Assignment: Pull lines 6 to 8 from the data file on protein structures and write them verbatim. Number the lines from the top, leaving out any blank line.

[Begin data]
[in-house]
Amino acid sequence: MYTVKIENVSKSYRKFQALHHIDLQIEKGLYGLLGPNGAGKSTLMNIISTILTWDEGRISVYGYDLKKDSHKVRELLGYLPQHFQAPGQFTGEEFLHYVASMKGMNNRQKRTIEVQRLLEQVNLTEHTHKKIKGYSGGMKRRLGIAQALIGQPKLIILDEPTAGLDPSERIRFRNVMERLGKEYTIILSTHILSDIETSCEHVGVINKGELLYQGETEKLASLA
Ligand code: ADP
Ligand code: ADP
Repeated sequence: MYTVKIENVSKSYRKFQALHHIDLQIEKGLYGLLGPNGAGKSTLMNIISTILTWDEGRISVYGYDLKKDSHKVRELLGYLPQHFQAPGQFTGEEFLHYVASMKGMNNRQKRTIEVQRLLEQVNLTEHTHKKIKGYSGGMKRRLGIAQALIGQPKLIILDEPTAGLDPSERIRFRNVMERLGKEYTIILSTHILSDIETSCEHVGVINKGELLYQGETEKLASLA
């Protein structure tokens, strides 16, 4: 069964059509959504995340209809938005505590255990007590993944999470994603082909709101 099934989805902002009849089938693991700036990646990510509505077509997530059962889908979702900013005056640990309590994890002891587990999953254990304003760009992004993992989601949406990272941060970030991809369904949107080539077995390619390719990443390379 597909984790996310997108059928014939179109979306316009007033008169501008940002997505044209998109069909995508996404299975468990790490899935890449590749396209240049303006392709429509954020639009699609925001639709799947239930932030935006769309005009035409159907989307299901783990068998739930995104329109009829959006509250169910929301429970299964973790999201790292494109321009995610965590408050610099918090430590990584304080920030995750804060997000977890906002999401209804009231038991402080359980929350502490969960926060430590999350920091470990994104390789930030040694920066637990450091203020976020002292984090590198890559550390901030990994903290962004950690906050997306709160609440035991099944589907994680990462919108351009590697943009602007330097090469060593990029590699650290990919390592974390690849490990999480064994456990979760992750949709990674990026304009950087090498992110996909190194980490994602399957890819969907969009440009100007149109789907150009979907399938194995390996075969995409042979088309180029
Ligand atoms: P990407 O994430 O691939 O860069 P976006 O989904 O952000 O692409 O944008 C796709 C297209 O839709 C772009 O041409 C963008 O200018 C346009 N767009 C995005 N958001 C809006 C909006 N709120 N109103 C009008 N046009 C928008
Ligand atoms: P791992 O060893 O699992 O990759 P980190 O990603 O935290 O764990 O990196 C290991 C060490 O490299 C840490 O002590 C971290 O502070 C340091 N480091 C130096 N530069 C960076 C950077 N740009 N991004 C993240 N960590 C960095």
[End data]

């Protein structure tokens, strides 16, 4: 069964059509959504995340209809938005505590255990007590993944999470994603082909709101 099934989805902002009849089938693991700036990646990510509505077509997530059962889908979702900013005056640990309590994890002891587990999953254990304003760009992004993992989601949406990272941060970030991809369904949107080539077995390619390719990443390379 597909984790996310997108059928014939179109979306316009007033008169501008940002997505044209998109069909995508996404299975468990790490899935890449590749396209240049303006392709429509954020639009699609925001639709799947239930932030935006769309005009035409159907989307299901783990068998739930995104329109009829959006509250169910929301429970299964973790999201790292494109321009995610965590408050610099918090430590990584304080920030995750804060997000977890906002999401209804009231038991402080359980929350502490969960926060430590999350920091470990994104390789930030040694920066637990450091203020976020002292984090590198890559550390901030990994903290962004950690906050997306709160609440035991099944589907994680990462919108351009590697943009602007330097090469060593990029590699650290990919390592974390690849490990999480064994456990979760992750949709990674990026304009950087090498992110996909190194980490994602399957890819969907969009440009100007149109789907150009979907399938194995390996075969995409042979088309180029
Ligand atoms: P990407 O994430 O691939 O860069 P976006 O989904 O952000 O692409 O944008 C796709 C297209 O839709 C772009 O041409 C963008 O200018 C346009 N767009 C995005 N958001 C809006 C909006 N709120 N109103 C009008 N046009 C928008
Ligand atoms: P791992 O060893 O699992 O990759 P980190 O990603 O935290 O764990 O990196 C290991 C060490 O490299 C840490 O002590 C971290 O502070 C340091 N480091 C130096 N530069 C960076 C950077 N740009 N991004 C993240 N960590 C960095």